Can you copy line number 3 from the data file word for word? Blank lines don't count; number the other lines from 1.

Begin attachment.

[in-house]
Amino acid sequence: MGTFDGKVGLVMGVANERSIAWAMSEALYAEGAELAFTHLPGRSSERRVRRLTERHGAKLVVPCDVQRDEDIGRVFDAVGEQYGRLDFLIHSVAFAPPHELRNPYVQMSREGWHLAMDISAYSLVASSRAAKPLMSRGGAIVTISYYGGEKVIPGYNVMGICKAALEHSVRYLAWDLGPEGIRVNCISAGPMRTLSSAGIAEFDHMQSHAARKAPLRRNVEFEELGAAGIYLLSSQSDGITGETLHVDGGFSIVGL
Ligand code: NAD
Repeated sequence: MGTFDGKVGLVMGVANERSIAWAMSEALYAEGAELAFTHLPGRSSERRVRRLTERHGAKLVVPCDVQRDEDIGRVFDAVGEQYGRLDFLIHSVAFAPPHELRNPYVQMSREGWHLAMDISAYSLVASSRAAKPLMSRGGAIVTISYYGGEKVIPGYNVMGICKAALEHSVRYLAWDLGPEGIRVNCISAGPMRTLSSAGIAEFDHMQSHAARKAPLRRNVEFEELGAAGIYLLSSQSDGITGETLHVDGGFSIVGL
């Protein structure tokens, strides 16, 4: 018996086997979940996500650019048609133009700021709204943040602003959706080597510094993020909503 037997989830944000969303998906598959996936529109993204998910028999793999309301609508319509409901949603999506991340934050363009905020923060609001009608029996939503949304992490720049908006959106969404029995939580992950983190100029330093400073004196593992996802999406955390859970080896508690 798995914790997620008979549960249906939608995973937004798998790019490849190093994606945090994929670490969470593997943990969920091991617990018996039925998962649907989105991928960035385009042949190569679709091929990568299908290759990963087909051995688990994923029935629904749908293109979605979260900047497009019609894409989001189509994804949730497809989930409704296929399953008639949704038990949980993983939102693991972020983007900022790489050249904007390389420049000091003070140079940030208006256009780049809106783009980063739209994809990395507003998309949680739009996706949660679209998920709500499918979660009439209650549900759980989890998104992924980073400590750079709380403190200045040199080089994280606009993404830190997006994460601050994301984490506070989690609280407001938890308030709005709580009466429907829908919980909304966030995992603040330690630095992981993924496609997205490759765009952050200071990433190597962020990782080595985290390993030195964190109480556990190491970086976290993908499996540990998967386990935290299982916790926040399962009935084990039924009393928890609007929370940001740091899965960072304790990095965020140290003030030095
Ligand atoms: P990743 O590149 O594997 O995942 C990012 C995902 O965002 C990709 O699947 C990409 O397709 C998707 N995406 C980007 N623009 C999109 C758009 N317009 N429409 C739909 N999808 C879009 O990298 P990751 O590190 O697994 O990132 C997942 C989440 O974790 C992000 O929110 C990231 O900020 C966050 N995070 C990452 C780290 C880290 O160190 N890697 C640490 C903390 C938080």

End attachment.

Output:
Ligand code: NAD